Preparing for death, what you need to know: Advice from a death doula.


How do you prepare someone to die? Death doula Denise Love explains the process, and why she finds the job so rewarding.

“It’s just sitting with somebody. Tell me about your life - have you thought about dying?”

Most families come to me when they're overwhelmed or exhausted. They're the two words I hear the most. As a death doula, I support. I fill the gaps.

I have been working with people who are actively dying for many years. Both in highly medicalised situations, dying at home - even in remote villages in Australia and Asian countries where there is no medical help.

No matter what the location, there are constants: the steps a doula takes to help prepare a person - and their loved ones - for death.

Death Doula 1
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The first thing I like to ask people is "are we living or dying?". Most people tell me they are dying.

I encourage people to speak their truth. When we explore what dying truly means to them, we often open the door to a more exciting and freer way of living.

It's like a theatre, everybody has a role to play. But we put the person, who we known is dying, centre stage.

As a doula, I'm the stage manager. For this time, I will deliver support in the most ideal way the person wishes to be served.

Most families respond to this well as, once everybody has a place or a responsibility, there are fewer eyes and less focus on the actively dying person.

Clarifying what is happening, and just listening to all their fears and needs, is the most powerful thing anybody can do.


The next thing we do is dream. These dreams could be anything - big dreams, short term needs/wants and those out of the ordinary.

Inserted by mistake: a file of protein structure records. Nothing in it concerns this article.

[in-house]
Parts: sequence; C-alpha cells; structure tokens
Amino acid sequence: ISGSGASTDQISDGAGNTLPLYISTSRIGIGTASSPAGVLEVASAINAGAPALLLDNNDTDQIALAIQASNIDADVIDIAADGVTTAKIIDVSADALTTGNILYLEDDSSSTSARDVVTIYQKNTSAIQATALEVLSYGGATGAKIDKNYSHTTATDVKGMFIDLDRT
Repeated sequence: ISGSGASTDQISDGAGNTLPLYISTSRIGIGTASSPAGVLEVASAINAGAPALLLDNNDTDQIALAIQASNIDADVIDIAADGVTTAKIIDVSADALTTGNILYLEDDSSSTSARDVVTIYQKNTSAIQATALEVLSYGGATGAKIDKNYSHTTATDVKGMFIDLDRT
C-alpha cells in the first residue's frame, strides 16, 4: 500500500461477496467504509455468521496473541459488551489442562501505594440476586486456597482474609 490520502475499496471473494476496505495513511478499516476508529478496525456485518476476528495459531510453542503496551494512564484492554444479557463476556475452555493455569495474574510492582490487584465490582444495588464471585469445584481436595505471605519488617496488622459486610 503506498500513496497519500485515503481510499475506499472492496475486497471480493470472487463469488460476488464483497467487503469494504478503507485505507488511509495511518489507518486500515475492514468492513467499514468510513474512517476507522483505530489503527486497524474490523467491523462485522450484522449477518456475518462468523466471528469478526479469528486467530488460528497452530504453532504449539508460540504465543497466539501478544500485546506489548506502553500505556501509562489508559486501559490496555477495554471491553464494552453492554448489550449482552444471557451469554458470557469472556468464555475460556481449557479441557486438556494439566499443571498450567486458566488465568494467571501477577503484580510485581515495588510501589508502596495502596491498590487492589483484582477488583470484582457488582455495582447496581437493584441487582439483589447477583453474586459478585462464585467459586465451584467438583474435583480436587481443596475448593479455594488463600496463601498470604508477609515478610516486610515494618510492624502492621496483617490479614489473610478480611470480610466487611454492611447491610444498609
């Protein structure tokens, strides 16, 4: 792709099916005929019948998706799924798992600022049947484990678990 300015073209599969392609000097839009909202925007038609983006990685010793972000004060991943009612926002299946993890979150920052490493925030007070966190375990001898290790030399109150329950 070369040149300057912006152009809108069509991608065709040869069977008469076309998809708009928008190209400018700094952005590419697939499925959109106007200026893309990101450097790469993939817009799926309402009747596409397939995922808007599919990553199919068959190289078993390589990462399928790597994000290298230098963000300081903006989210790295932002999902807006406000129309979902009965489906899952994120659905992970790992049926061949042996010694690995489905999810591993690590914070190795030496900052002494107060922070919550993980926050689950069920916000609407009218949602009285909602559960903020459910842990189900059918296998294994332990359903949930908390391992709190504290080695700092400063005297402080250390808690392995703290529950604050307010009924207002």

l have creative ways of filling these needs at some level, even if it is just with a visualisation using all the senses.

Then come the fears: what is the scariest thing about dying? What is the hardest, scariest thing about living? What can we do right here and now to alleviate those fears?

Sometimes just acknowledging the fears is enough. People, when they are close to death, are really clear about who they do and don't want near them. Most don't want to be fussed over. They certainly need quiet. After many many years of doing this, you start to notice a pattern.


Getting our 'affairs in order' can add another layer of stress to the process of death. Beyond the emotional support, death doulas play an important role in the business side of death.

I have a document I supply to families that takes care of most of the logistical side of things. These are forms I take with me everywhere, and I suggest everybody in the family does their own.

They sign it and within an hour it is all done: will, funeral planning and advance directive. This is basically what needs to be done following the death: who to reach out to, any bills to pay and when.


Death is not the enemy. It is almost magical. This person who was present one minute, no matter how sick they were, is now completely gone from earth.

 Profound is the only word I have. Every last breath I witness encourages me to choose happiness and really live life – every minute of every day. This work is amazing!